Two VISE affiliates named 2019 NSF Graduate Fellows
Two biomedical engineering graduate students who participate in the Vanderbilt Institute for Surgery and Engineering have received three-year fellowships from the National Science Foundation.
The prestigious awards aim to identify individuals who will contribute significantly to scientific innovation and teaching.
Sarah Goodale, a VISE affiliate in the Chang Lab, said she is extremely honored to have been chosen for award and is grateful for her mentors, including Michael Miga, PhD, Dario Englot, MD, Victoria Morgan, PhD, and Catie Chang, PhD, her new principal investigator.
Goodale’s NSF research proposal is titled “Modeling Vigilance State Effects on Functional Magnetic Resonance Imaging Data.” The project seeks to improve the inferences drawn from fMRI data and lead to new knowledge about how activity across the brain is modulated during natural drifts in alertness.
“This my second time applying for NSF so to see all the work I’ve put in over the past few years pay off has made this especially rewarding,” said Goodale, “and it has made me grateful for the opportunities that I have been given here at Vanderbilt both in my undergraduate program and in graduate school – I am very proud to be a part of VISE and this university.”
Chang said she’s excited to see the directions Goodale will take with this work.
“Sarah is an awesome researcher and this honor is so highly deserved,” said Chang, assistant professor of computer science, electrical engineering and computer engineering.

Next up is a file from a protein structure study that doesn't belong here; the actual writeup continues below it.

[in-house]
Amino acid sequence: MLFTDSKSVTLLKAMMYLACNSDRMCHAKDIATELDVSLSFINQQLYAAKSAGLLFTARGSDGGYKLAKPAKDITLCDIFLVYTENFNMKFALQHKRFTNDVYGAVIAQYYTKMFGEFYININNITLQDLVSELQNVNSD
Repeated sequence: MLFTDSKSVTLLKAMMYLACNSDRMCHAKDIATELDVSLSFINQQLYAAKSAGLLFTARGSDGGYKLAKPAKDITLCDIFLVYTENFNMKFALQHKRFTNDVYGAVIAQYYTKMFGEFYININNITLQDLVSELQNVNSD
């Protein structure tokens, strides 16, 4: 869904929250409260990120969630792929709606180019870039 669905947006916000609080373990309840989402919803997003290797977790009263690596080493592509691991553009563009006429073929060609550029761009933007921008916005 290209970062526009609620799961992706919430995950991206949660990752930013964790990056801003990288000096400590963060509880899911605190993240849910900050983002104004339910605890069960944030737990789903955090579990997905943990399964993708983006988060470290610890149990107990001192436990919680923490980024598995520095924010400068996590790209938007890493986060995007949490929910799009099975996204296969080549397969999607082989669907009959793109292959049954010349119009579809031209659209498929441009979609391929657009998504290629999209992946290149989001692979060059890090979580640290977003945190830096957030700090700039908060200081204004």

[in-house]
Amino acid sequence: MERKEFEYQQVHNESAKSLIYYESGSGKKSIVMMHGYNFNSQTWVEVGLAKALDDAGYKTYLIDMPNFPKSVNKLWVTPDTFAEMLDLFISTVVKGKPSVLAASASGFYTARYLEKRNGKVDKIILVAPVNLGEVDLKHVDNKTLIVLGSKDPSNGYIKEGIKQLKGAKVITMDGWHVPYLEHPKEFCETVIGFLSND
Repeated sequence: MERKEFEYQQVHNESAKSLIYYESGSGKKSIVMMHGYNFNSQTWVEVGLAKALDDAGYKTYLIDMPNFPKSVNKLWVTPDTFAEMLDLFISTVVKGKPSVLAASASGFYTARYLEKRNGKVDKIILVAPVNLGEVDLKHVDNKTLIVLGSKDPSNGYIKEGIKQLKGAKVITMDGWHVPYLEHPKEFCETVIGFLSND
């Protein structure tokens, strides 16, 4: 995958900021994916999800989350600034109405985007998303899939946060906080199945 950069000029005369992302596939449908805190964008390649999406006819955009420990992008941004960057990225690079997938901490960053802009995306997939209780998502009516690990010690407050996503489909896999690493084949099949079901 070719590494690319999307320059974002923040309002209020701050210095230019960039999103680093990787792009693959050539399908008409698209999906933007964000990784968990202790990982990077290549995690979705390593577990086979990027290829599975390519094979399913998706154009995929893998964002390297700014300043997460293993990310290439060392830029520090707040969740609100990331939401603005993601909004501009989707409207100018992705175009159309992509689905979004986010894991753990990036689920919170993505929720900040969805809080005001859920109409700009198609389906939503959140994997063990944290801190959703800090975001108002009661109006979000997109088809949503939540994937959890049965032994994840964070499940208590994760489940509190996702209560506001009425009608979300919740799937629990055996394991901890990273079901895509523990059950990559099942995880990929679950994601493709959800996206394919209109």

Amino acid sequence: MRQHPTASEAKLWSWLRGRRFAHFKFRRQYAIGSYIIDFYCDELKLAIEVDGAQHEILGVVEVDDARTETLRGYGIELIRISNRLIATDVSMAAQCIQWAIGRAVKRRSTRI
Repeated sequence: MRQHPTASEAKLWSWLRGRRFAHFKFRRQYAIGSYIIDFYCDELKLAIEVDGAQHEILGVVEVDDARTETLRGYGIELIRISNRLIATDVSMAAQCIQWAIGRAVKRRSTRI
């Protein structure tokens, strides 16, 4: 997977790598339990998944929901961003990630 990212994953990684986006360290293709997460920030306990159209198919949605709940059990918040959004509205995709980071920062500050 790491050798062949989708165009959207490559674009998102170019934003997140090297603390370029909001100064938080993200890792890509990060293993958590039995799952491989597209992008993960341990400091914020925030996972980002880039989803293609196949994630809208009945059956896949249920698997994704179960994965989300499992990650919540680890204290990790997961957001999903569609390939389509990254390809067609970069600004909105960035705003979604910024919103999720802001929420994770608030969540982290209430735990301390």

Emelina Vienneau, a VISE affiliate in the BEAM Lab, said winning the fellowship has been overwhelming.
“It’s amazing to see all my hard work pay off, and I can’t wait to see what opportunities lie ahead as a fellow,” she said.
Vienneau’s research project, “Transcranial Ultrasound for functional assessment of the brain through perfusion,” challenges the limits of ultrasonic imaging and with the goal of achieving transcranial functional ultrasound in large mammals and adults.
“Emelina is the embodiment of what an NSF Graduate Research Fellow should be,” said Brett Byram, assistant professor of biomedical engineering and director of the BEAM Lab. “She’s intelligent, hard-working, resourceful, and creative, and she’s consistently shown that she can maximize her opportunities.”
“I have no doubt that she will become a leader in the ultrasound community.”
NSF created the Graduate Research Fellowship Program to recognize and support the most promising future leaders in science and engineering in the United States and reinforce its diversity.
Fellows receive an annual stipend and cost of education allowance, opportunities for international research, professional development, and the opportunity to conduct their own research in any accredited U.D. institution of graduate research they choose.
The fellowship program is the oldest of its kind that directly supports graduate students in technology, science, engineering, and mathematics.